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The name, meaning "City of Allah", was given to the city by the Mughal Emperor Akbar in 1583. In Indian alphabets it is spelt "Ilāhābād": "ilāh" is Arabic for "god", and "-ābād" is Persian for "place of".

The modern city is on the site of the ancient holy city of Prayāga (Sanskrit - "Place of Sacrifice" and is the spot where Brahma offered his first sacrifice after creating the world). It is one of four sites of the Kumbha Mela, the others being Haridwar, Ujjain and Nasik. It has a position of importance in the Hindu religion and mythology since it is situated at the confluence of the rivers Ganga, Yamuna, and the mythical Saraswati.

Because solar events in Allahabad occur exactly 5 hours and 30 minutes ahead of Greenwich, the city is the reference point for Indian Standard Time, maintained by the city's observatory.

The city has Motilal Nehru National Institute of technology one of the excellent technical institutes in India.


When the Aryans first settled into what they termed the Aryavarta, or Madhydesha, their territory extended till Prayag. The Vatsa (a branch of the early Indo-Aryans) were rulers of Hastinapur, and they established the town of Kaushambi near present day Allahabad.

In the times of the Ramayana, the site of Allahabad was made up of a few Rishi's huts at the confluence of the three rivers. Lord Rama, the main protagonist in the Ramayana, spent some time here, at the Ashram of Sage Bharadwaj, before proceeding to nearby Chitrakoot.

The city was known earlier as Prayaga - a name that is still commonly used. Akbar realized the strategic importance of the city, built a magnificent fort on the banks of the holy Sangam and re-christened it as Illahabad in 1575.

In 1801 Nawab of Awadh ceded it to East India Company. In 1857, the city was a crucible of activity in the Indian Mutiny. The company officially handed over India to British Government in 1858 at Minto Park. Under the British rule, Allahabad was the capital of the United Provinces till the 1920s. It was a well-known centre of education (dating from the time of the Buddha), and in the first few decades of the 20th century, the Allahabad University had earned for itself the epithet of 'Oxford of the East'. It is also a major literary centre for Hindi, with many literateurs being connected to it in some way or the other. It holds the world record for the world's first letter delivered by airmail (from Allahabad to Naini, just a few km. across the river Yamuna) (1911).

Allahabad was the birthplace of Jawaharlal Nehru, and the Nehru family estate, called the Anand Bhavan, is now a museum. It was also the birthplace of his daughter Indira Gandhi, and the home of Lal Bahadur Shastri, both later Prime Ministers of India. In addition Vishwanath Pratap Singh and Chandra Shekhar were also associated with Allahabad. Thus Allahabad has the distinction of being the home of several Prime Ministers in India's post-independence history.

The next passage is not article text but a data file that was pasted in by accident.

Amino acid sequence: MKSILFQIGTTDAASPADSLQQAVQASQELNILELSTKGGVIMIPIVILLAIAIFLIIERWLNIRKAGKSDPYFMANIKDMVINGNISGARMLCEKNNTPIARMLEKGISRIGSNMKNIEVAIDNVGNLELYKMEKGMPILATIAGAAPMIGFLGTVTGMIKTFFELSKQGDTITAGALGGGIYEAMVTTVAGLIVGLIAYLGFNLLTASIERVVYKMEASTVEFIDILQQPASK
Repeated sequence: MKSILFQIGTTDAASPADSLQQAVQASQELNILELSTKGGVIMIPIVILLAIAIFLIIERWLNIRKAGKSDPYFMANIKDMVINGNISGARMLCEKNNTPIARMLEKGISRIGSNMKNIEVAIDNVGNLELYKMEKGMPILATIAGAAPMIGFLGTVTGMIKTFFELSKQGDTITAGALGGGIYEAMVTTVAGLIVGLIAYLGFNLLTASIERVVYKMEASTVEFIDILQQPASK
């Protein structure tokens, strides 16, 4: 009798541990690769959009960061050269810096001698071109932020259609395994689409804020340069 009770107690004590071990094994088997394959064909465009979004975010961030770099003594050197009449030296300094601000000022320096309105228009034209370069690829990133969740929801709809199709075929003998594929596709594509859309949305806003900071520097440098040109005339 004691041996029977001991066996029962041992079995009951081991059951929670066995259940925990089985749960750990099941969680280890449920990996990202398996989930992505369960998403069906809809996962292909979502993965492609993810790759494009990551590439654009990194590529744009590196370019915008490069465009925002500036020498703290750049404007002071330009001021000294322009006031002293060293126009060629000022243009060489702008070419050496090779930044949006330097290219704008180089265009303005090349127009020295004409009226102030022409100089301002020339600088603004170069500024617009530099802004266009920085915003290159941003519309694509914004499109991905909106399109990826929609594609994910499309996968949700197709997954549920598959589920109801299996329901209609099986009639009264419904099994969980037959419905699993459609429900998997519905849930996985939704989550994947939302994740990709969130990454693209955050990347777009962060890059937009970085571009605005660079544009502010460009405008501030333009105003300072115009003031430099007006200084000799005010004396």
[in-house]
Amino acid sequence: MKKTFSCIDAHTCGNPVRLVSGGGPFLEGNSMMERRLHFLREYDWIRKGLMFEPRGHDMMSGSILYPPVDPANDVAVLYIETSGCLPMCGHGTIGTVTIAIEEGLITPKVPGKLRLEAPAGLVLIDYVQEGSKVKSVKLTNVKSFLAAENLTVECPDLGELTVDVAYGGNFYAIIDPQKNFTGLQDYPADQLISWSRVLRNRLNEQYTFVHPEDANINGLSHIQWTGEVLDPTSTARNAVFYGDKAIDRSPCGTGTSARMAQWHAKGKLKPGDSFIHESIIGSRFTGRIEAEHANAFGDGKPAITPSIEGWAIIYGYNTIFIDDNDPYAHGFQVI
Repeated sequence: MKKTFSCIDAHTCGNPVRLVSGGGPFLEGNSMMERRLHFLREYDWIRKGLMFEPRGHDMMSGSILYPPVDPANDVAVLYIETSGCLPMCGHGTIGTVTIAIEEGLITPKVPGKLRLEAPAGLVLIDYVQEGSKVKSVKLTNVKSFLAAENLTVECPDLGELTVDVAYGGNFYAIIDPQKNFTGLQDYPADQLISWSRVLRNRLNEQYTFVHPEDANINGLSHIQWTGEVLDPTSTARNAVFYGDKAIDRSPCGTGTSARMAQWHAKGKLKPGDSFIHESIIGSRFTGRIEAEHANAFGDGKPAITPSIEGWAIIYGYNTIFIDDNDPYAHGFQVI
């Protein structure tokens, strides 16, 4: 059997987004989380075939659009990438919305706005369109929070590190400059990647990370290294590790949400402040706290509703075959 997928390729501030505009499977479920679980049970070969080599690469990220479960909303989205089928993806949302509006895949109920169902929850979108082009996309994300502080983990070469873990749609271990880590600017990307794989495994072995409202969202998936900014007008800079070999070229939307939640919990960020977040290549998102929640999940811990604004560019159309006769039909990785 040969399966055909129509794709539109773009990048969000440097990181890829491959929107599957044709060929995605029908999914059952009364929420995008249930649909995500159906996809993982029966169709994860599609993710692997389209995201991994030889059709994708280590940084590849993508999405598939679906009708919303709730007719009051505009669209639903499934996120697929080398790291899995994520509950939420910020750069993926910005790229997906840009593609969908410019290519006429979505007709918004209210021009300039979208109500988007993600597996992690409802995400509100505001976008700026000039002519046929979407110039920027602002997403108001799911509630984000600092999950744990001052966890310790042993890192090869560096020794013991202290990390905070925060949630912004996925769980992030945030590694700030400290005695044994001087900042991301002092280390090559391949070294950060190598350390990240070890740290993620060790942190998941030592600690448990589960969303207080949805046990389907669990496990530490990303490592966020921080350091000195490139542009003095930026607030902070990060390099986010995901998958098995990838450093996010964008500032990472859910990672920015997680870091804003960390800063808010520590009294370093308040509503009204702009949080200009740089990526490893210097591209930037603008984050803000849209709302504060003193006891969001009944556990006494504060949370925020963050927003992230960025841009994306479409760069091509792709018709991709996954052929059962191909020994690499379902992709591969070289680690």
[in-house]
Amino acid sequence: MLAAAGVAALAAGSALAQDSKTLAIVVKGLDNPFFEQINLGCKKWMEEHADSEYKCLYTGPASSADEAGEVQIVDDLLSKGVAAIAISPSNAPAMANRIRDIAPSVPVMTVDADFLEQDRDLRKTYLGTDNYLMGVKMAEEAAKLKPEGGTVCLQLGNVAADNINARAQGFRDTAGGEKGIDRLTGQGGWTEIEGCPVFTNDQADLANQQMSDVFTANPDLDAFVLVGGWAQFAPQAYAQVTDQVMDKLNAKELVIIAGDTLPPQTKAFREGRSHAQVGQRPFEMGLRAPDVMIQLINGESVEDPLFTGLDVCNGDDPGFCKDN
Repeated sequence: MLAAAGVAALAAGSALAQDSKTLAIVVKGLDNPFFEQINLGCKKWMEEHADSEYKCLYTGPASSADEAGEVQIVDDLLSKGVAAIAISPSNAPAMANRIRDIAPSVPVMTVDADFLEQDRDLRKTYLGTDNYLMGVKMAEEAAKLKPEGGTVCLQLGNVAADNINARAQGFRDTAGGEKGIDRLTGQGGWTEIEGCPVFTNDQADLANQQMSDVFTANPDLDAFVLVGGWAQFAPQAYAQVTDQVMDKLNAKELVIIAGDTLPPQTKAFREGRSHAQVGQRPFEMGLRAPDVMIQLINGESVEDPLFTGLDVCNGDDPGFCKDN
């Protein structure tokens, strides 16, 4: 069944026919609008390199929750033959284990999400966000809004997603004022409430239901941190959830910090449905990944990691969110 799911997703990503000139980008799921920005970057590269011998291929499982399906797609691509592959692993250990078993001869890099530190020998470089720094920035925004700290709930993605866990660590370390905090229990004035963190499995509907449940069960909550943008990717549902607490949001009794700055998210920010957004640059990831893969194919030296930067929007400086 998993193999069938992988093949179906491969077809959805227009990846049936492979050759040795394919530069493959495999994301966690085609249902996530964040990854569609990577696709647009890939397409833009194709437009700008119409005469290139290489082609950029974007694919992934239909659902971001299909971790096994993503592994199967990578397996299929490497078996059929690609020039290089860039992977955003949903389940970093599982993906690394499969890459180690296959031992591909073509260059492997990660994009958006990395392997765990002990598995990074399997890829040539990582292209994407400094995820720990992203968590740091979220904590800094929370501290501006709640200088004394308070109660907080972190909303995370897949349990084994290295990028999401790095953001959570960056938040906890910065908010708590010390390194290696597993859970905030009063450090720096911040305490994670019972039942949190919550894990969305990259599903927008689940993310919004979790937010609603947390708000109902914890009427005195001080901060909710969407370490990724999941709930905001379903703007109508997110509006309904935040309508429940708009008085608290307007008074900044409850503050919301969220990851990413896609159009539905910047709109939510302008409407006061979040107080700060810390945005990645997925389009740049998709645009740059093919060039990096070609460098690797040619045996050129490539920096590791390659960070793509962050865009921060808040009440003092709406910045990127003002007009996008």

During the movement for independence, Allahabad was at the forefront of all political activities. Alfred Park in Allahabad was the site where, in 1931, the revolutionary Chandrashekhar Azad killed himself when surrounded by the British Police. Anand Bhavan, and an adjacent Nehru family home, Swaraj Bhavan, were the center of the political activities of the Indian National Congress, and a magnet for revolutionaries and student activists.

The first seeds of the idea of Pakistan were also sown in Allahabad. In 1930, Allama Muhammad Iqbal (1877-1938) in his presidential address to the All-India Muslim League proposed a separate Muslim state for the Muslim majority regions of India.

Kumbha Mela and Magh Mela

The word 'Mela' is fair in Hindi. Except the years of the Kumbha Mela and the Ardha Kumbha Mela (Ardha is half in Hindi, hence the Ardha Kumbha Mela is held every 6th year), the Magh Mela takes place every year in the month of Magh (Jan - Feb) of the Hindu calendar. Kumbh Mela (the Urn Festival) occurs four times every twelve years and rotates between four locations: Prayag (Allahabad), Haridwar, Ujjain and Nashik.

In Allahabad, these fairs take place at the Sangam (confluence) of the Yamuna and the Ganges River which is holy in Hinduism. In the Kumbha Mela of 2001, which was called the Maha (great) Kumbha Mela because of an alignment of the Sun, Moon, and Jupiter that occurred only every 144 years, almost 75 million people visited the banks of the river to take part in the festivals. During the Melas, an entire township is built on the river's banks, with functioning hospitals, fire stations, police stations, restaurants and other facilities.

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